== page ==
believe, as the English Movement poets did, that poetry deserves, and in
fact enjoys, a very real but limited social role in modern society. It
will not overturn governments, certainly not here. With each passing
decade, it is less and less likely to woo a lover. It may have great
impact on an individual reader at times, but that has surely always been
true. Although the name and the group were something of a journalistic
device, Movement poets such as Philip Larkin, Thom Gunn, and Elizabeth
Jennings shared a belief in poetic sobriety and modesty as correctives,
sanity-preserving measures, against the political fervors of the Auden
generation, whose activism, as Auden himself admitted, did nothing to
prevent the Second World War. Confronted with this realization, he wrote
in “New Year Letter” that “Art is not life and cannot be / A midwife
called a friend, a poet and editor himself, and asked him whose trench I
should leap into as grapeshot screamed overhead. He offered quite sane and
sturdy advice. He said, “Poetry doesn’t happen at the Poetry
Foundation. It doesn’t happen at The New Yorker. It
doesn’t happen at the New York Times. Get away from the noise.
Don’t be distracted by it. Good poems will always be written, people
will read them, and the best thing you can do is go home and try to write
one.” My friend was right. I know I’m part of the noise machine. I
happen to love literary gossip as much as any 19th-century Grub
Street hack, but sometimes it reaches an enervating pitch, as with the
Barr affair (as I hope it will one day be known). Perhaps it is easy for
me to walk away because I claim to hold no stock—in financial terms—in
this massive corporation, the American poetry establishment. I folded the
newspapers, turned off the phone, went home and wrote a poem, which may or
may not have been good, but at least it wasn’t another volley in an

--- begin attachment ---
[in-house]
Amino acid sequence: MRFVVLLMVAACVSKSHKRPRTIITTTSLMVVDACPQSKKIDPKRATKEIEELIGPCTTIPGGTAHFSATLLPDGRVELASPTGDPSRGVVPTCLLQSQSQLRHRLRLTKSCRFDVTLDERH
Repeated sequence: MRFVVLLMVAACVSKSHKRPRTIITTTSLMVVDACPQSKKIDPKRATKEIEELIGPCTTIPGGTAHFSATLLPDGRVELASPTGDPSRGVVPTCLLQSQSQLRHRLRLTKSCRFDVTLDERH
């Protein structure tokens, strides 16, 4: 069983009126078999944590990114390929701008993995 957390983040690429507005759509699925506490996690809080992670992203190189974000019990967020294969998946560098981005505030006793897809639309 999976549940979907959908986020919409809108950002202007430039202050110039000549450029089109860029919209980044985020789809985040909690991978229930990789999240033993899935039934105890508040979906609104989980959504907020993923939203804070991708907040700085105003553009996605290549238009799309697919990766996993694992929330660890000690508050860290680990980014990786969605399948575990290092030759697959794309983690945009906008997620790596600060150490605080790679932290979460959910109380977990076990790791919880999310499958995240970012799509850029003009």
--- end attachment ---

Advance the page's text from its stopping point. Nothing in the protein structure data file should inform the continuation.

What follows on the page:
ancestral turf war.
Along similar, or at least not entirely dissimilar, lines, some concerned readers recently wrote in about my last editorial, inquiring what exactly I meant by “avant-garde” when I spoke of a
of governed, cheerful nonsense in the traditions of Lewis Carroll, Edward
Lear, and John Lennon, rather than the unmodulated, and typically
unsatisfying, nonsense produced by avant-garde poets.
be clear, I should have written “typically unsatisfying nonsense tactics
employed by avant-garde poets,” so that no one could mistake my comment
for an outright dismissal of avant-garde poetics as “nonsense.” I was
also asked whom I had in mind as “avant-garde.”
Well, for a start, I named myself and quoted from my own earlier published work. That’s as sporting as you can get. To be exact, I had in mind the chance operations, schematics, and invented grammars (which produce nonsense) of Jackson Mac Low, John Cage, and Clark Coolidge, as well as their legion of epigones, which I personally feel to be typically unsatisfying—not entirely unsatisfying but largely unsatisfying. Witness this specimen from Mac Low:
Begin big singing not asking.
If every preceder bites a piece the whole piece is still eaten.
Happy peculiar people refuse refining any time.
Refusing certain material choose a regular necessity.
Every piece of a whole precedes all pieces.
eaten rhubarb lengths ask for light and cloth dearest.
afternoon with Ms. Stein is usually enough to provide me with the
recommended annual dose of this sort of writing. Having read thousands